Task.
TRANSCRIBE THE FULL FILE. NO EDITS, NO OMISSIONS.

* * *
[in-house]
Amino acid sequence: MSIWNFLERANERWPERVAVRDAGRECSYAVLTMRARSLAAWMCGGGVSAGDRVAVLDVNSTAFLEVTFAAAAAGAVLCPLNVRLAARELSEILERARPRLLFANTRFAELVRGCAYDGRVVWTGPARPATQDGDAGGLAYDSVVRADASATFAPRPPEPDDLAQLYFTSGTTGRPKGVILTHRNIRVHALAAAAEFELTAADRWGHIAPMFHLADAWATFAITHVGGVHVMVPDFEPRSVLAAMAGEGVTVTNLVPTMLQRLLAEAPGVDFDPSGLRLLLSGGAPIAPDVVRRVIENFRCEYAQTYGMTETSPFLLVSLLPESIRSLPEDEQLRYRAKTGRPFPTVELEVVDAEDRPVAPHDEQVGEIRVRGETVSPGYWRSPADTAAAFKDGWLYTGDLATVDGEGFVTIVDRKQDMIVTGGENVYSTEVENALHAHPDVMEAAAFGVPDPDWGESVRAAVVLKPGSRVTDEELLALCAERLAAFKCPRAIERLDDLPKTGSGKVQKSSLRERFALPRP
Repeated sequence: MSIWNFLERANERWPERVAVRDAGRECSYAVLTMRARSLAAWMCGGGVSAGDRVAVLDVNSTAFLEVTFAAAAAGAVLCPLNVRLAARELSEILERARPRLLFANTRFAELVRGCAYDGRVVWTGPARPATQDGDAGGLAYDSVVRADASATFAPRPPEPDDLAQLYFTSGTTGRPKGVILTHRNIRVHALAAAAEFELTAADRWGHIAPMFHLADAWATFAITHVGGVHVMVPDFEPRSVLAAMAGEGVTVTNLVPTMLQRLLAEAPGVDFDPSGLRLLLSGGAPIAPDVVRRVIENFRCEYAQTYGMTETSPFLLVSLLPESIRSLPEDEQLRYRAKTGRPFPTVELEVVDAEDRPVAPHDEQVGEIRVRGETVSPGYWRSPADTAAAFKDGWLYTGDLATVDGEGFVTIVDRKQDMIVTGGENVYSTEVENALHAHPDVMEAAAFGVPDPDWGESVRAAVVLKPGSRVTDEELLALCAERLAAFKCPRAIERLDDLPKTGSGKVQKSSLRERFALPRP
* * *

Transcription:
[in-house]
Amino acid sequence: MSIWNFLERANERWPERVAVRDAGRECSYAVLTMRARSLAAWMCGGGVSAGDRVAVLDVNSTAFLEVTFAAAAAGAVLCPLNVRLAARELSEILERARPRLLFANTRFAELVRGCAYDGRVVWTGPARPATQDGDAGGLAYDSVVRADASATFAPRPPEPDDLAQLYFTSGTTGRPKGVILTHRNIRVHALAAAAEFELTAADRWGHIAPMFHLADAWATFAITHVGGVHVMVPDFEPRSVLAAMAGEGVTVTNLVPTMLQRLLAEAPGVDFDPSGLRLLLSGGAPIAPDVVRRVIENFRCEYAQTYGMTETSPFLLVSLLPESIRSLPEDEQLRYRAKTGRPFPTVELEVVDAEDRPVAPHDEQVGEIRVRGETVSPGYWRSPADTAAAFKDGWLYTGDLATVDGEGFVTIVDRKQDMIVTGGENVYSTEVENALHAHPDVMEAAAFGVPDPDWGESVRAAVVLKPGSRVTDEELLALCAERLAAFKCPRAIERLDDLPKTGSGKVQKSSLRERFALPRP
Repeated sequence: MSIWNFLERANERWPERVAVRDAGRECSYAVLTMRARSLAAWMCGGGVSAGDRVAVLDVNSTAFLEVTFAAAAAGAVLCPLNVRLAARELSEILERARPRLLFANTRFAELVRGCAYDGRVVWTGPARPATQDGDAGGLAYDSVVRADASATFAPRPPEPDDLAQLYFTSGTTGRPKGVILTHRNIRVHALAAAAEFELTAADRWGHIAPMFHLADAWATFAITHVGGVHVMVPDFEPRSVLAAMAGEGVTVTNLVPTMLQRLLAEAPGVDFDPSGLRLLLSGGAPIAPDVVRRVIENFRCEYAQTYGMTETSPFLLVSLLPESIRSLPEDEQLRYRAKTGRPFPTVELEVVDAEDRPVAPHDEQVGEIRVRGETVSPGYWRSPADTAAAFKDGWLYTGDLATVDGEGFVTIVDRKQDMIVTGGENVYSTEVENALHAHPDVMEAAAFGVPDPDWGESVRAAVVLKPGSRVTDEELLALCAERLAAFKCPRAIERLDDLPKTGSGKVQKSSLRERFALPRP